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The Jewish Colony at Kaifeng
Tenney, Charles Daniel

The Jewish Colony at Kaifeng.
Two years ago I had occasion to visit Kaifeng and I was naturally
interested in seeing what I could of the remains relics
of the Jewish Colony there. I was
disappointed in finding so few
traces remaining. Beyond the
Jewish physiognomies which you
occasionally see on the streets
there seems to be nothing.
Bishop White of the Canadian
Church mission was interested
himself in preserving the tablets,
but there is no single brick or
stone left of the old Synagogue.
The land where it once stood
has been purchased by Bishop
White and has now been
loaned to the [illegible: Y. M. C. A.] for an
athletic field. The stone tablets
which formerly stood within the
grounds of the Synagogue have
been rescued from destruction
and now stand in front of the
church. They have been much
defaced. One of them is quite
illegible. Two of the carved in­
scription, however, can still be
read, though some of the char­
acters have been chipped off.
I have here rubbings from these
two stone tablets and translations,
made, I believe, by Bishop Smith
of HongKong 70 years ago. The
translations show that some
phrases which are now illegible
were in a better state of preservation
when the translations were
made. For example, we read in
the translation that the an­
cestors of the Jews came from
India. The characters T'ien Chu
Kuo (天竺國) "Land of Heavenly Bamboos"
cannot now be made out in the
Chinese through defacement. There
is no doubt about its having
been there originally. In the 2 nd
tablet we can still read the
statement that Adam the first
ancestor of the Jews came from
India. The dates of the two
inscriptions which now
remain are the 2nd year of
Hung Chih (弘治) of the Ming Dyn­
asty, A.D. 1489 and the 7th year
Cheng Te (正德) of the same Dynasty
A.D. 1513. I must object to Bishop
Smith's translation in one or two
particulars. In an apparent
attempt to make the chronology
of the tablet more accurate, the
translator makes the writer of the
inscription say that Abraham
lived in the 146th year of the
"Chou State" which he places at
the time of Yao (堯) and Shun (舜)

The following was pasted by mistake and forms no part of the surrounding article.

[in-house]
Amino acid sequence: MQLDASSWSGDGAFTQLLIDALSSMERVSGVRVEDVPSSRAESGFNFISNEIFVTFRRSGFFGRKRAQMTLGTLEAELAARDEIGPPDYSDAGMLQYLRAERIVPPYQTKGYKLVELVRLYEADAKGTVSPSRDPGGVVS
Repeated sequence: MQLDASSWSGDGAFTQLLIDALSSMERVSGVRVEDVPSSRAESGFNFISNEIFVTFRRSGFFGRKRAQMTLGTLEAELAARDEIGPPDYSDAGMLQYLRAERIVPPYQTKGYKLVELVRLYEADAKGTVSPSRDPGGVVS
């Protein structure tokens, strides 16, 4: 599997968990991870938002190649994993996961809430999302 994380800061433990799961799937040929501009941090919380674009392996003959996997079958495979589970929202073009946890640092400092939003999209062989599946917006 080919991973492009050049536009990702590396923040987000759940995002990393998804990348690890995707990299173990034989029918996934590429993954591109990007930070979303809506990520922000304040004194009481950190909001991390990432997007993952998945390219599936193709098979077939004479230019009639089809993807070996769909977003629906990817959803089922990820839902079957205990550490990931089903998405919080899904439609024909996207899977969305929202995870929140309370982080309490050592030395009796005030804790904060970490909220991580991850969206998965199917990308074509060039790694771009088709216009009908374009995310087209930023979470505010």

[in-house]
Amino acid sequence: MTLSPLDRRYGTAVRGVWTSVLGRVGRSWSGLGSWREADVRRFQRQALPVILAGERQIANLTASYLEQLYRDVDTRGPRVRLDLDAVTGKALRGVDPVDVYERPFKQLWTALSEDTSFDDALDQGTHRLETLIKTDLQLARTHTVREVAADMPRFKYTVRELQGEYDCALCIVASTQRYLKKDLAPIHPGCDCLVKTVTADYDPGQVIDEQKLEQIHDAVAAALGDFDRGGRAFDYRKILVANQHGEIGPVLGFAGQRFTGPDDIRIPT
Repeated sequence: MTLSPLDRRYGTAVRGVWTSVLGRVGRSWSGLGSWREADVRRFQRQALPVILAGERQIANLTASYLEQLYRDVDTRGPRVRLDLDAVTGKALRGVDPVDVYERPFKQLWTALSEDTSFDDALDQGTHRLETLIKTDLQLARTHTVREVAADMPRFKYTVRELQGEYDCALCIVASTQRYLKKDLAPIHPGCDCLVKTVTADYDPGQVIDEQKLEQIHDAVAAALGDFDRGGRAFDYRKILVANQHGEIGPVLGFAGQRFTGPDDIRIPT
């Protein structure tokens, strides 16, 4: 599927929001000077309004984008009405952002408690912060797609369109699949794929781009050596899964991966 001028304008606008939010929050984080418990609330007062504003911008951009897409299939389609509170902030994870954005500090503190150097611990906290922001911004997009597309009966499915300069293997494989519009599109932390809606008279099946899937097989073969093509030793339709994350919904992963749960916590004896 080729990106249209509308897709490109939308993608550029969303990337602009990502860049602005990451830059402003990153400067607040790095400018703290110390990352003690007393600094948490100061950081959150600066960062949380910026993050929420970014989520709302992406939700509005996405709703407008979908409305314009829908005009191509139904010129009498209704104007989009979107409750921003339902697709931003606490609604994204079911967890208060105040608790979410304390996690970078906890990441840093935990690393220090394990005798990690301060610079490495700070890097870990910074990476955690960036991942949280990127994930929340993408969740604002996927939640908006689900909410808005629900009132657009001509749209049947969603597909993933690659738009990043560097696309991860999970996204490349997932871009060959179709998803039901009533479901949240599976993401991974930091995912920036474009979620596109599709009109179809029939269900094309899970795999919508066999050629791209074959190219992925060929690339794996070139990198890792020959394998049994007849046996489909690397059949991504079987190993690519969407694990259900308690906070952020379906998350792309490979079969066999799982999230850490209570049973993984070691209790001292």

over 2000 B.C., but the statement
of the tablet is quite clear "the
146th year of the Chou Dynasty"
(周朝) or B.C. 976, or about 1000
years later than the date ordinarily
assigned to Abraham. Moses is
stated to have lived about the 613 th
year of the Chou Dynasty, which
would also be about 1000 years
later than the date usually
assigned to him. It seems to me
rather unnecessary for the translator
to be so zealous to prove the
accuracy of the chronology of the
tablet in view of the fact that the
inscription begins with the
statement that Abraham was
the 19th descendant of P'an Ku
(盤古) or Adam.
I must also defend the standing
of the writers of the earlier inscription
by criticizing the translation of
their literary titles, which has
been repeated in every reference
that I have seen to the Kaifeng
tablets. The translation reads
"Composed by a promoted literary
graduate of the Kaifeng Prefecture
named Chin Chung ; inscribed by
a literary graduate of purchased
rank of the Hsi An Fu District
named Tsao Tso, and engraved by
a literary graduate of purchased
rank of the Kaifeng Prefecture
named Pu Ju". The phrase
rendered "Promoted Literary Graduate"
is Tseng Kuang Sheng Yüan (增廣生員)
which means a "sheng yüan" or
"hsiu-ts'ai" who got his degree in the
supplementary list, i.e. in the number
added by Imperial Edict to the quota
originally assigned to the Province.
What is translated "Literary Graduate
of Purchased Rank" is the phrase
"lin shan sheng yüan (廩膳生員)
which means a "sheng yüan" or
"hsin ts'ai" who receives a govt.
pension. So poor Ts'ao Tso and
Pu Ju have had their special
honor turned into dishonor by the
translator. The fact is that all
three were evidently scholars of
some local distinction. I think
that the general assumption is
that they were members of the
Jewish Community. I consider
this very improbable. It is the
custom in China when a tablet
is to be set up to distinguish honor any
temple or public building to
invite some scholar of local
reputation to compose or write it.
He is then posted upon such facts
as it is desired shall be contained
in the inscription and he draws
it up in such a way that it may
have the necessary literary flavor.
From the internal evidence of
the Kaifeng Synagogue inscriptions
I feel quite certain that the
usual Chinese custom was
followed and that the inscriptions
were not composed by Jews. A
rather patronizing tone pervades
both documents. We are told that
Jewish and Confucian doctrines
are practically identical.
The I Ching or Book of Changes is
freely quoted and the Jewish religion
is summarized as follows: "The
main design of it is nothing more
than reverence for heaven and
veneration for ancestors, fidelity to
the prince and obedience to
parents, just that which is
included in the five human
relations, the five constant
virtues and the three principal
connections of life." In the first
tablet we read "To venerate Heaven
and to neglect ancestors is to
fail in the services which are
their due. In the spring and
autumn, therefore, men sacrifice
to their ancestors to show
that they serve the dead as they
do the living. They offer